Dylan Bundy was a particularly hard asset to value on draft day.
We had just over 100 innings with a 4.70 FIP and a swinging strike rate of 10.5% that didn’t really turn any heads. Tales of the prospect he once was lingered in broadcasts as announcers imagined a day when the highly talented righty would emerge from the darkness of his injury-plagued past and blossom into the Orioles’ ace.
That day was Wednesday…
The issue was simple. The skill set we’d been exposed to with Bundy was assessed without his best pitch. Give me any pitcher in the game, knock off their best pitch, and you’re looking at an ERA north of 4, or higher for most.
Inefficiency in the ‘Bundy market’ was an understandable one. We should have been more in tune with the disclosure by Buck Showalter and the Orioles’ front office that Bundy would go back to throwing the slider during the 2017 season. The problem is, even if we were salient of that point, projecting how a player would do with a pitch we’ve never really seen at the Major League level is nearly impossible. The only evidence you had to back up a wild claim in March that Bundy could be a top 20 SP this year was gut feeling with a sprinkling of his past prospect days. It is possible to convince some of that logic, but the goal is to generate buzz and momentum among owners in the fantasy universe. That is much harder to do when the case for this potential success isn’t one rooted in strong tangible evidence.
Back to Bundy’s start Wednesday, this slider of his is for real.
Bundy also generated 14 whiffs on his slider. To put that in perspective, Syndergaard got a total of 15 whiffs in his entire Opening Day start. Burying the pitch out of the strike zone and keeping the swinging strikes at such an elite level is a recipe for continued success. Bundy was able to do both in superb fashion. Below is his zone profile for the 31 sliders he threw.
It’s also important to note that this slider is the ‘go-to’ offering against righties, but was also effective versus left handed bats. Bundy mixed in his curve to lefties at almost as equal rate to his slider, and didn’t see a staunch difference in results. I’m a big fan of the effectiveness versus both sides of the plate and am interested to see how his splits versus lefties and righties look come a larger sample size. At the moment it’s very hard to find something one doesn’t like from this first start.
The massive elephant in the room, which seems to be a recurring factor with a lot of my starting pitching loves (James Paxton – so far, so good!), is how Bundy’s arm holds up. I’m encouraged by the lack of use in his slider in 2016, as many believe it was the main reason for the need of Tommy John. Strengthening his arm is vital for his ability to stay on the mound, so this can only be a positive in hindsight. I do acknowledge that the injury risk is still present, and probably to a high level. If Bundy feels any bit of soreness, I wouldn’t be shocked if there is a shutdown for the sake of caution. Skipping starts will likely come into the picture too if the Orioles see themselves as contenders. There are a lot of paths to 150 innings, but it could be a bit rocky.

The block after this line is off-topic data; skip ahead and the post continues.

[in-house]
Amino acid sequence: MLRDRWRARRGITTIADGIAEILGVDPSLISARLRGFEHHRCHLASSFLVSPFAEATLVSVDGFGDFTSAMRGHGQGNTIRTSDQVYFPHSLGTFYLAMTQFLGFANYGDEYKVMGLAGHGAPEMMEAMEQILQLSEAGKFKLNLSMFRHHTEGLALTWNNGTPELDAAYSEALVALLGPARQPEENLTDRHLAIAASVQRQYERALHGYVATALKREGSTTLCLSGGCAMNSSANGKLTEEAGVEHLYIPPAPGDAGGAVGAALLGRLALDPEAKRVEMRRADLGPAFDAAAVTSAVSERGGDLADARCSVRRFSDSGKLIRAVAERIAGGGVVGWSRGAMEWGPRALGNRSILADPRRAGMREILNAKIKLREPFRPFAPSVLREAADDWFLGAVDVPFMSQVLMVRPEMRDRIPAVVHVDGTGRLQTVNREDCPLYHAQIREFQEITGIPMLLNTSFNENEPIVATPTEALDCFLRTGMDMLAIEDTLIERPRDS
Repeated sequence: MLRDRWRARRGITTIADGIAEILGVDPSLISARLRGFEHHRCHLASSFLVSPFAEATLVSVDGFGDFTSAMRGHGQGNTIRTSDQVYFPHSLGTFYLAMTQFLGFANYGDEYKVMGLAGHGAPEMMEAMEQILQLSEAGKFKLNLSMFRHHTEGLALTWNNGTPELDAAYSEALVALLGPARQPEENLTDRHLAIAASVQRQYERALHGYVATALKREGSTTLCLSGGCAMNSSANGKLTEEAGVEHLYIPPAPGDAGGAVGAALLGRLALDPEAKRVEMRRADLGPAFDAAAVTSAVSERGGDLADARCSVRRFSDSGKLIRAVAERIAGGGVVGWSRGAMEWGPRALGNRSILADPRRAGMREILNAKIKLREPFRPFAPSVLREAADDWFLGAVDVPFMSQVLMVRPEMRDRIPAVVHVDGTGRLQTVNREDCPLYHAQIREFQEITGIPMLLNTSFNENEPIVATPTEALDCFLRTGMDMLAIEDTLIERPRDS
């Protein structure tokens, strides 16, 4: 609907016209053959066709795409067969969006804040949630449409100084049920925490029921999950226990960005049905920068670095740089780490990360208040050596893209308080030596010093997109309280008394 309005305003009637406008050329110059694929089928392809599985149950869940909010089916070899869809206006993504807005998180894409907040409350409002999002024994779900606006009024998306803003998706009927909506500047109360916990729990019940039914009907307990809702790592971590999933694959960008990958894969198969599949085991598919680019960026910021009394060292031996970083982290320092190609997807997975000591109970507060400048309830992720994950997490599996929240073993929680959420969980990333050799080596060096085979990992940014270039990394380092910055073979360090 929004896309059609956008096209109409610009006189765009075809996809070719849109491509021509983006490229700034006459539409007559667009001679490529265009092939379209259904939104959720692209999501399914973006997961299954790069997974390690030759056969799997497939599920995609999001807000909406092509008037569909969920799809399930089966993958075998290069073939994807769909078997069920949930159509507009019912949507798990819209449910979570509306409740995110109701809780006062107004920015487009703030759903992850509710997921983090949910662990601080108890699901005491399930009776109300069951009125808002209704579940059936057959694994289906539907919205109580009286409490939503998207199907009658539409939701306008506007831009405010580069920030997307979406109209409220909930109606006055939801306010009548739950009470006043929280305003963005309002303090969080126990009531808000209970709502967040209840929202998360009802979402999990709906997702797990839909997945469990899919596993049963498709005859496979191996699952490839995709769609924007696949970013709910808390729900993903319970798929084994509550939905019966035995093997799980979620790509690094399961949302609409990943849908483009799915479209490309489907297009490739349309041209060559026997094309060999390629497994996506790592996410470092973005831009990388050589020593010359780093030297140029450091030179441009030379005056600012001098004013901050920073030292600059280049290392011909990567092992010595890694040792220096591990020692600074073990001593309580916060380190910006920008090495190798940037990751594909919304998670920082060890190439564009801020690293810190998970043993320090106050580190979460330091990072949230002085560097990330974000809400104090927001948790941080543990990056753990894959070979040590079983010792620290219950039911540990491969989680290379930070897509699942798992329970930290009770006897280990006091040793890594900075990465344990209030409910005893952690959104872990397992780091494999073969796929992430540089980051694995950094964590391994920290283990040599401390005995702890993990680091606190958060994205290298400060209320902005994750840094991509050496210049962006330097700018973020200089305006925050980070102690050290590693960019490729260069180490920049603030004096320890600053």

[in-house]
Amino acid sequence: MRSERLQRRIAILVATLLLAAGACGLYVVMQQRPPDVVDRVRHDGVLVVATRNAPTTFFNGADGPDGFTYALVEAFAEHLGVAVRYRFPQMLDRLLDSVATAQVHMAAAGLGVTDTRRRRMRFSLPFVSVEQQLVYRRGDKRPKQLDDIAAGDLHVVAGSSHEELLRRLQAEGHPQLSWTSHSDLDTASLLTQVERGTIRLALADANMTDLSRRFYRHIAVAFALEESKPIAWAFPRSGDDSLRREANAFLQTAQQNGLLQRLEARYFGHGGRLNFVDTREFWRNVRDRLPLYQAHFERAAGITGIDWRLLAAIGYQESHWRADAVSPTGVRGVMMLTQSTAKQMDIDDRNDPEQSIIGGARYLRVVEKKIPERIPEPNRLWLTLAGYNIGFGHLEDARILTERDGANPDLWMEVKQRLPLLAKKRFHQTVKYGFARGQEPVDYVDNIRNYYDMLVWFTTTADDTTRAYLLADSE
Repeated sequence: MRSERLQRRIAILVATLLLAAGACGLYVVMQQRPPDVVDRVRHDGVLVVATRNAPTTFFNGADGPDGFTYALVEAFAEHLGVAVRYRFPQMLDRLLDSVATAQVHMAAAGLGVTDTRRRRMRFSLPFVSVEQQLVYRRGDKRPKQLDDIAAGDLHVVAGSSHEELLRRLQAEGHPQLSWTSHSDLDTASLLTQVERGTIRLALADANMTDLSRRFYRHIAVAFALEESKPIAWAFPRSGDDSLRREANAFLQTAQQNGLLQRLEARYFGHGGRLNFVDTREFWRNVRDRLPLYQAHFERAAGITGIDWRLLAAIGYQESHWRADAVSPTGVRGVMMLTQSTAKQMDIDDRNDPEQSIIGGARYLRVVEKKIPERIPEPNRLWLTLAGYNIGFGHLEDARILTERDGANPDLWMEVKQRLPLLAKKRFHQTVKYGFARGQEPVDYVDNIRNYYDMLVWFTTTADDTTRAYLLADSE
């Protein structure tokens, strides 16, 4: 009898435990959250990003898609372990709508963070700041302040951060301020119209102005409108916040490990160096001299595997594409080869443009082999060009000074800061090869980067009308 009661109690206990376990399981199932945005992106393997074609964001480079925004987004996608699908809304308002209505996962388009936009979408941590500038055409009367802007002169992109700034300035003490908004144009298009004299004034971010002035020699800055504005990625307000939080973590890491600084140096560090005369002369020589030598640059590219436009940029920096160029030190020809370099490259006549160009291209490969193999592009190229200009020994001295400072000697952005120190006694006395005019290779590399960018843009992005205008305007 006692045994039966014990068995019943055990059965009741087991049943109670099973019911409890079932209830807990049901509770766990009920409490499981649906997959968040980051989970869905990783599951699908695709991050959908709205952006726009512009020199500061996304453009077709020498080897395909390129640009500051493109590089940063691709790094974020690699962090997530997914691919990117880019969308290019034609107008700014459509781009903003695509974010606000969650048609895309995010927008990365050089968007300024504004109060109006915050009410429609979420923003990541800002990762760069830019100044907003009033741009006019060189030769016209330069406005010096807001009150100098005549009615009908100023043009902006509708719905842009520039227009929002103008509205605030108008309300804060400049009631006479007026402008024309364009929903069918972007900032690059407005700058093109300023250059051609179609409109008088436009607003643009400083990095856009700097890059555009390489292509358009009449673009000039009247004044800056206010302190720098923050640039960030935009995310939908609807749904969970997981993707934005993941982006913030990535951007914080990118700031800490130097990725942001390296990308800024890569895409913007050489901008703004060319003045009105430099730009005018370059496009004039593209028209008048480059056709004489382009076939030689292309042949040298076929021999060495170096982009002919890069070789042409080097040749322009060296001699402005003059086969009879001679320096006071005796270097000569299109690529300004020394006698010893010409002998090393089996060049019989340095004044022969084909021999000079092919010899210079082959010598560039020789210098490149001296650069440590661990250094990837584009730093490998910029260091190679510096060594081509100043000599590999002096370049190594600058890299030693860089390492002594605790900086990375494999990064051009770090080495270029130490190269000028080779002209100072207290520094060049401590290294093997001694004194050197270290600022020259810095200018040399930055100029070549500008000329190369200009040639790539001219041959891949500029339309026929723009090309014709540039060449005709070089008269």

The overall effectiveness is why I’m willing to hop on that rocky road
It’s easy to overreact to one start, but as we all know in fantasy baseball, if you don’t react, somebody else will. With the stats this outing gave us, I would’ve supported a plethora of moves to acquire Bundy off waivers or via your FAAB bidding process. With two good starts this coming week, we could be looking at some Trevor Story, circa 2016, trade values as well. Damped a little because of the inherent risk in trading for a starter.
Those two good starts will have to be earned in the trenches. Bundy is projected to face the Red Sox in Fenway on Tuesday, followed up by the Blue Jays in Toronto on Sunday. If you ever wanted a barometer for how good a breakout pitcher is, this is a fantastic fire to be thrown into.
I will be watching closely, and starting Bundy in both matchups.
Here at Razzball, the projection for Bundy was 130 Ks over 141 innings, with a 3.91 ERA and a 1.35 WHIP. This has to be reassessed to some extent come a week or two down the road and continued success. Pre season, this was very reasonable, and even maybe a bit optimistic. Now I see it as the floor if his innings total holds up. Armed with this slider, Bundy is going to be a 9+ K/9 pitcher, with a WHIP that will fall more in the 1.20 area, or lower if this control is the new norm.
I’m in the process of moving Bundy into the top 200 overall on my rankings after I had him 218 during draft season. I currently would take him over Drew Smyly, Taijuan Walker, and Garrett Richards. Once you hit the tier inside the top 150, I’d probably have to stick it out and see a few more starts to confirm the greatness. Incremental moves with each start will probably be my path to my developing love for a pitcher with sky-high potential.